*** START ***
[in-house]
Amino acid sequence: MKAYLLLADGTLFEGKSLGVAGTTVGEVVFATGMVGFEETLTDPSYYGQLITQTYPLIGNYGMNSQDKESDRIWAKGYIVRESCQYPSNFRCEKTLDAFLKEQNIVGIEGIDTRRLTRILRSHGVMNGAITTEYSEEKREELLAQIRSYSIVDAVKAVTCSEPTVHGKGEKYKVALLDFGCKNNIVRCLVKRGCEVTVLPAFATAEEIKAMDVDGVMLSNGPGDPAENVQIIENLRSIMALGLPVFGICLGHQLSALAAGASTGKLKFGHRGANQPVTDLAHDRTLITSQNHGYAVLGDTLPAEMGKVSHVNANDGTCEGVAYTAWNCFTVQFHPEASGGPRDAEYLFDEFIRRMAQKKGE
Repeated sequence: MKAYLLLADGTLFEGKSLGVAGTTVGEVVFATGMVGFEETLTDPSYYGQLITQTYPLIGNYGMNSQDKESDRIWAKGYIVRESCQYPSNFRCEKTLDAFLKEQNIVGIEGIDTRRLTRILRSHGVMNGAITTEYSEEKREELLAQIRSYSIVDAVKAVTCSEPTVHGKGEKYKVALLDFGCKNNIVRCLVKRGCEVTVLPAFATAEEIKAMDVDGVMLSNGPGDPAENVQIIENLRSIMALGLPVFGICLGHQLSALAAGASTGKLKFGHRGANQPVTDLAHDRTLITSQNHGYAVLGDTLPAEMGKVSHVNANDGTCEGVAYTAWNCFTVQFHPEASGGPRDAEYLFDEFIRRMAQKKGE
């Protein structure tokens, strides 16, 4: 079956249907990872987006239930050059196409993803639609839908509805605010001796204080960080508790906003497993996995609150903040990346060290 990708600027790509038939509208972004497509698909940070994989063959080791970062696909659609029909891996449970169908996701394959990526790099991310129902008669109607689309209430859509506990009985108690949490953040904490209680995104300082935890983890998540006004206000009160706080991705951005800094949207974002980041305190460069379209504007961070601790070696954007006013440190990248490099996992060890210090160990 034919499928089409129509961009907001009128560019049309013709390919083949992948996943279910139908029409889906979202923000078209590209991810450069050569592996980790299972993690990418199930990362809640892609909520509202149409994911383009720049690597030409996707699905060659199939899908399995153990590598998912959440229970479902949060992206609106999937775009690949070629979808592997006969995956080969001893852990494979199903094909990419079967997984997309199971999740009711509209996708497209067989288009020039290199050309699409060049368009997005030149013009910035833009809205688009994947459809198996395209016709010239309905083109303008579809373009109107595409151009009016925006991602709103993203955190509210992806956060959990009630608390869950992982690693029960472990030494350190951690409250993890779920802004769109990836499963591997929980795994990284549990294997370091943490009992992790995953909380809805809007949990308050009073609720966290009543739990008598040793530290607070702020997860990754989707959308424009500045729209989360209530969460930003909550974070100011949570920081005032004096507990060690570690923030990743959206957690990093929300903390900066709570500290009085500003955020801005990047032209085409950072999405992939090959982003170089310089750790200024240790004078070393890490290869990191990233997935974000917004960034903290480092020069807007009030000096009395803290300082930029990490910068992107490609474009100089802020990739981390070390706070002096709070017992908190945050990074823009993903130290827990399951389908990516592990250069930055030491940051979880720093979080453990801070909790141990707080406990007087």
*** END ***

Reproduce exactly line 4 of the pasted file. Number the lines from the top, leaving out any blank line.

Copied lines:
């Protein structure tokens, strides 16, 4: 079956249907990872987006239930050059196409993803639609839908509805605010001796204080960080508790906003497993996995609150903040990346060290 990708600027790509038939509208972004497509698909940070994989063959080791970062696909659609029909891996449970169908996701394959990526790099991310129902008669109607689309209430859509506990009985108690949490953040904490209680995104300082935890983890998540006004206000009160706080991705951005800094949207974002980041305190460069379209504007961070601790070696954007006013440190990248490099996992060890210090160990 034919499928089409129509961009907001009128560019049309013709390919083949992948996943279910139908029409889906979202923000078209590209991810450069050569592996980790299972993690990418199930990362809640892609909520509202149409994911383009720049690597030409996707699905060659199939899908399995153990590598998912959440229970479902949060992206609106999937775009690949070629979808592997006969995956080969001893852990494979199903094909990419079967997984997309199971999740009711509209996708497209067989288009020039290199050309699409060049368009997005030149013009910035833009809205688009994947459809198996395209016709010239309905083109303008579809373009109107595409151009009016925006991602709103993203955190509210992806956060959990009630608390869950992982690693029960472990030494350190951690409250993890779920802004769109990836499963591997929980795994990284549990294997370091943490009992992790995953909380809805809007949990308050009073609720966290009543739990008598040793530290607070702020997860990754989707959308424009500045729209989360209530969460930003909550974070100011949570920081005032004096507990060690570690923030990743959206957690990093929300903390900066709570500290009085500003955020801005990047032209085409950072999405992939090959982003170089310089750790200024240790004078070393890490290869990191990233997935974000917004960034903290480092020069807007009030000096009395803290300082930029990490910068992107490609474009100089802020990739981390070390706070002096709070017992908190945050990074823009993903130290827990399951389908990516592990250069930055030491940051979880720093979080453990801070909790141990707080406990007087």